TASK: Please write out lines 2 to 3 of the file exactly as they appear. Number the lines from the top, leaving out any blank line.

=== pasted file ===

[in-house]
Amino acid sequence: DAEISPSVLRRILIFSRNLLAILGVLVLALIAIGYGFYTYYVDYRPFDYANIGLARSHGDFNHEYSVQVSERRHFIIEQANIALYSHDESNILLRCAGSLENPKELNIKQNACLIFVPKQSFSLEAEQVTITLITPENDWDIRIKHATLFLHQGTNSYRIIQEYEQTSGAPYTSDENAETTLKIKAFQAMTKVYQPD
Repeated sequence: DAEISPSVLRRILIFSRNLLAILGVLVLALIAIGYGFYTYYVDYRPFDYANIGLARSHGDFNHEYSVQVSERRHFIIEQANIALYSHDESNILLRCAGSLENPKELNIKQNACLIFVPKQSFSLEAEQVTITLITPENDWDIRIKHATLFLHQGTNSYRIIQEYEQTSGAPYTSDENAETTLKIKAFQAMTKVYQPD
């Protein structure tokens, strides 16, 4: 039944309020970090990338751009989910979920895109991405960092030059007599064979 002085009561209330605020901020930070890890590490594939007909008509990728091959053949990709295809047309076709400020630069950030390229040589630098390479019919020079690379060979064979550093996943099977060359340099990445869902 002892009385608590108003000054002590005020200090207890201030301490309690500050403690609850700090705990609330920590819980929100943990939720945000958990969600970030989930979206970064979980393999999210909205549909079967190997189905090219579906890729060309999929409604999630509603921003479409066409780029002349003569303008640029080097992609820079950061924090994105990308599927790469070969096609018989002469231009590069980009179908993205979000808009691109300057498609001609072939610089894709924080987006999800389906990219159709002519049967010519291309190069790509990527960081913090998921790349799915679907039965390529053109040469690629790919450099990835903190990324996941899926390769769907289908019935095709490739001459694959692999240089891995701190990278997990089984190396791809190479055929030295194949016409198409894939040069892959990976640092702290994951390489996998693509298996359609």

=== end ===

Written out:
Amino acid sequence: DAEISPSVLRRILIFSRNLLAILGVLVLALIAIGYGFYTYYVDYRPFDYANIGLARSHGDFNHEYSVQVSERRHFIIEQANIALYSHDESNILLRCAGSLENPKELNIKQNACLIFVPKQSFSLEAEQVTITLITPENDWDIRIKHATLFLHQGTNSYRIIQEYEQTSGAPYTSDENAETTLKIKAFQAMTKVYQPD
Repeated sequence: DAEISPSVLRRILIFSRNLLAILGVLVLALIAIGYGFYTYYVDYRPFDYANIGLARSHGDFNHEYSVQVSERRHFIIEQANIALYSHDESNILLRCAGSLENPKELNIKQNACLIFVPKQSFSLEAEQVTITLITPENDWDIRIKHATLFLHQGTNSYRIIQEYEQTSGAPYTSDENAETTLKIKAFQAMTKVYQPD